IT TAKES BALLS TO PLAY GOLF
If you had asked me three years ago whether or not I considered golf to be a "manly" sport, my answer would have been a resounding "No." This would have been promptly followed by "No...no...no, no, no." So when my editor asked if I would be interested in covering the top 18 golf holes in Mobile as a feature for our 2011 men's issue, why did I say yes? I don't know.
Let me be clear. My vast knowledge of golf begins and ends at nothing. So in preparation for this assignment, I did what every seasoned journalist has been trained to do. I typed "golf" into Wikipedia and pressed Enter on my keyboard. Later that day, I downloaded a golf dictionary (Yes, they exist.) to my iPhone.
It turns out golf isn't so bad. Sure there's no physical contact between players or risk of severe injury. (Minus that caddy who stood too close to my windup swing. Rest in peace, Dave.) There is, however, an excruciatingly intellectual aspect to the game, one which I now appreciate. Carefully crafted strategies, painstakingly high levels of concentration and patience make golf a sport of precision, improvisation and finesse. With every swing, you risk not only vital ball placement, but your reputation, as hundreds of silent spectators and fellow golfers critique your every move. I now see the often misunderstood manly side of golf. And it has nothing in common with the blunt force of a linebacker's tackle or the power of a boxer's properly executed right hook. (Whatever that is.)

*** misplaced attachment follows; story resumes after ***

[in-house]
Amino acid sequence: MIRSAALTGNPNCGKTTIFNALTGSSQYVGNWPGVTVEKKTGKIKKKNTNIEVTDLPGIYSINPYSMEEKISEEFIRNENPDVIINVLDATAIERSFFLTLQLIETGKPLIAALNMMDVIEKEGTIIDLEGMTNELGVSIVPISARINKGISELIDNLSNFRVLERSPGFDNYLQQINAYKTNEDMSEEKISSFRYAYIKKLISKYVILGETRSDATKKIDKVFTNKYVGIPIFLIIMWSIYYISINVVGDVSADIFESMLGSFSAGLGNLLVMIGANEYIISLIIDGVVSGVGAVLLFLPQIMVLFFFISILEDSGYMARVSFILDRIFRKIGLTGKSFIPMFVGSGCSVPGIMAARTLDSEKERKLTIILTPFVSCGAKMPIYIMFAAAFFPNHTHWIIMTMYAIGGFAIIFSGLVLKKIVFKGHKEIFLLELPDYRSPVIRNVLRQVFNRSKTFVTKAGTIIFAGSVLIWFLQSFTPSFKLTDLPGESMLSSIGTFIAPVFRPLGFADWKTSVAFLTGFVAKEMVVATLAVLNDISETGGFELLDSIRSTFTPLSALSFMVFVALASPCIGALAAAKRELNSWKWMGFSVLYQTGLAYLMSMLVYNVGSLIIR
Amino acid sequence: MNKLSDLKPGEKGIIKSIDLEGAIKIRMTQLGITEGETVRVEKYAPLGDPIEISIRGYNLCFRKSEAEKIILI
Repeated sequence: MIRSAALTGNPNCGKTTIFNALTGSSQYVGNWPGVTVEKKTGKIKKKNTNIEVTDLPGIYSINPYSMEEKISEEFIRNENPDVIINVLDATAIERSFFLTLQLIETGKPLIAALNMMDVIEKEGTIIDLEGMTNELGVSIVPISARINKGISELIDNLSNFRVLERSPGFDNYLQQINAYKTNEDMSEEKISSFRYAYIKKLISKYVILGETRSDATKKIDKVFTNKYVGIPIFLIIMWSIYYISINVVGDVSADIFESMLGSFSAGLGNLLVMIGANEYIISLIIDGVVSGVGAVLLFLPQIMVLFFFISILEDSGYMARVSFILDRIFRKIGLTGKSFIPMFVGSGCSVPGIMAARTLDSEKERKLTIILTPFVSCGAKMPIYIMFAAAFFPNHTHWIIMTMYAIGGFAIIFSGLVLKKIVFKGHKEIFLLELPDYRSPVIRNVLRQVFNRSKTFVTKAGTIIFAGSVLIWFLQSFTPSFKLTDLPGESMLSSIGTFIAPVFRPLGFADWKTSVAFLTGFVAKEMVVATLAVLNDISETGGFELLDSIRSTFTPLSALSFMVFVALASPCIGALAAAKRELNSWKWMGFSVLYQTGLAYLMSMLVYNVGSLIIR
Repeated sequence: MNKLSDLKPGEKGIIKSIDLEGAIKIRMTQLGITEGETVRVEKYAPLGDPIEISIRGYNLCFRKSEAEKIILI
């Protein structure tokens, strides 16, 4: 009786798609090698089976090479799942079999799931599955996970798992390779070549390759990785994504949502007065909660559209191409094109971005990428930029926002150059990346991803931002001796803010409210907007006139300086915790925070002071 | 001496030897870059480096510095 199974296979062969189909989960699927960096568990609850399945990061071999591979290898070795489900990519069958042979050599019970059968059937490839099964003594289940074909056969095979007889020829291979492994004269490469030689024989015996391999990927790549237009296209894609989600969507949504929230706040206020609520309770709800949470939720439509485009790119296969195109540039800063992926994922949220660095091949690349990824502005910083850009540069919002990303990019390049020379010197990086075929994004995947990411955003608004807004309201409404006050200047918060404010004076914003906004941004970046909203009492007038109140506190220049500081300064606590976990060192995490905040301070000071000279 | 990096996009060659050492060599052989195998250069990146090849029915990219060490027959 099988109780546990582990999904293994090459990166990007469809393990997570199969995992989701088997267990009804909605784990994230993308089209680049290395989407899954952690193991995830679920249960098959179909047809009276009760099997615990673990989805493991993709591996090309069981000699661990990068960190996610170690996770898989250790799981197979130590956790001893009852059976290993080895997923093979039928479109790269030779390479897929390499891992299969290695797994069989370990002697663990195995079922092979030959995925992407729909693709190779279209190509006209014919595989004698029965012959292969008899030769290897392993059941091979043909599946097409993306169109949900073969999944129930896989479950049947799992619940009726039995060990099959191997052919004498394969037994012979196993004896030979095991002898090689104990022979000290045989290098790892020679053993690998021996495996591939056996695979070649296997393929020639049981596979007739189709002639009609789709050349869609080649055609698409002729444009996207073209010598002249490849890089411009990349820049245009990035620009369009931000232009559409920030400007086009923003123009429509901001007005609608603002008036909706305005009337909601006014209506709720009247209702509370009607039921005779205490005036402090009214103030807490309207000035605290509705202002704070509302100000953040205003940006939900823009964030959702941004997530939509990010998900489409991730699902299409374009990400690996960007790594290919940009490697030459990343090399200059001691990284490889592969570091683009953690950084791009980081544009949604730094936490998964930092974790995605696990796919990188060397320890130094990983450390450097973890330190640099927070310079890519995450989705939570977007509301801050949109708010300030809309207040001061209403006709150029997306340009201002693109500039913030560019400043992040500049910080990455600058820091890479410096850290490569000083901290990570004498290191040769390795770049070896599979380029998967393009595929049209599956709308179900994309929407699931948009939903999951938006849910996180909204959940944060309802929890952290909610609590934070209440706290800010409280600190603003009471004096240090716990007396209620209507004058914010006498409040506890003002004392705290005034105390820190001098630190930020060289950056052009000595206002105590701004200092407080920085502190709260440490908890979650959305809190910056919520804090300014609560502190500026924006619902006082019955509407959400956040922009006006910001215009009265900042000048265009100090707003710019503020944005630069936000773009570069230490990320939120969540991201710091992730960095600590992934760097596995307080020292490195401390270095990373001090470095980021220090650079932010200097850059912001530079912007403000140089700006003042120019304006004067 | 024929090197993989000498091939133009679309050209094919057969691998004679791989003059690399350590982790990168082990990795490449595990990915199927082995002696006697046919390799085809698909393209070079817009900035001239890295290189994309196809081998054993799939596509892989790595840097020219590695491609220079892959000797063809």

Here's the story - The Ultimate Golf Challenge
Special thanks to Tim Gressett at Springhill Golf Course, Bryan Clarke at Lakewood, Paul Martino at Magnolia Grove, Eamonn Coghlan at Azalea City, David Musial at Heron Lakes, Kevin Whitney at Rock Creek and John Zimet at Country Club of Mobile.